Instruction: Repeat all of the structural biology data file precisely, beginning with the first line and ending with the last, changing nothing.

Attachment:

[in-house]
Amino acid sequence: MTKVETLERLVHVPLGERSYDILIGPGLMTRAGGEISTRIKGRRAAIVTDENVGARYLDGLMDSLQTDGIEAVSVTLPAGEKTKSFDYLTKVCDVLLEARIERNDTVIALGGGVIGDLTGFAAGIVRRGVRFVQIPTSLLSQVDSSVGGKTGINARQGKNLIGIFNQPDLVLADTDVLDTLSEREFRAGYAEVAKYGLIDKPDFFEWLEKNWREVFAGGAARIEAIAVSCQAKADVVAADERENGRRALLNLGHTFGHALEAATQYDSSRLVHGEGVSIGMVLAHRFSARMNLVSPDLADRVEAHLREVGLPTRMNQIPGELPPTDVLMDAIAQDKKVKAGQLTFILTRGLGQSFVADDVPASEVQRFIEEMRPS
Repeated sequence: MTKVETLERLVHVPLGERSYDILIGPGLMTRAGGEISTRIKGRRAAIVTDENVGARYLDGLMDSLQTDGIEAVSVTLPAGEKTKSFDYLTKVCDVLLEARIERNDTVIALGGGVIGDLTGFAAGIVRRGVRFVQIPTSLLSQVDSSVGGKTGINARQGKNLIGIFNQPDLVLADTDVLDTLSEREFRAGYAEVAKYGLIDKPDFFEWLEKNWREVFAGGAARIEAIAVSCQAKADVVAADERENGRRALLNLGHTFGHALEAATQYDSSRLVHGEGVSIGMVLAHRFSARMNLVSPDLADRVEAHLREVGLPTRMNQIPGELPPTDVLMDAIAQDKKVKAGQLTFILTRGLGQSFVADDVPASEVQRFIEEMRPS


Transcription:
[in-house]
Amino acid sequence: MTKVETLERLVHVPLGERSYDILIGPGLMTRAGGEISTRIKGRRAAIVTDENVGARYLDGLMDSLQTDGIEAVSVTLPAGEKTKSFDYLTKVCDVLLEARIERNDTVIALGGGVIGDLTGFAAGIVRRGVRFVQIPTSLLSQVDSSVGGKTGINARQGKNLIGIFNQPDLVLADTDVLDTLSEREFRAGYAEVAKYGLIDKPDFFEWLEKNWREVFAGGAARIEAIAVSCQAKADVVAADERENGRRALLNLGHTFGHALEAATQYDSSRLVHGEGVSIGMVLAHRFSARMNLVSPDLADRVEAHLREVGLPTRMNQIPGELPPTDVLMDAIAQDKKVKAGQLTFILTRGLGQSFVADDVPASEVQRFIEEMRPS
Repeated sequence: MTKVETLERLVHVPLGERSYDILIGPGLMTRAGGEISTRIKGRRAAIVTDENVGARYLDGLMDSLQTDGIEAVSVTLPAGEKTKSFDYLTKVCDVLLEARIERNDTVIALGGGVIGDLTGFAAGIVRRGVRFVQIPTSLLSQVDSSVGGKTGINARQGKNLIGIFNQPDLVLADTDVLDTLSEREFRAGYAEVAKYGLIDKPDFFEWLEKNWREVFAGGAARIEAIAVSCQAKADVVAADERENGRRALLNLGHTFGHALEAATQYDSSRLVHGEGVSIGMVLAHRFSARMNLVSPDLADRVEAHLREVGLPTRMNQIPGELPPTDVLMDAIAQDKKVKAGQLTFILTRGLGQSFVADDVPASEVQRFIEEMRPS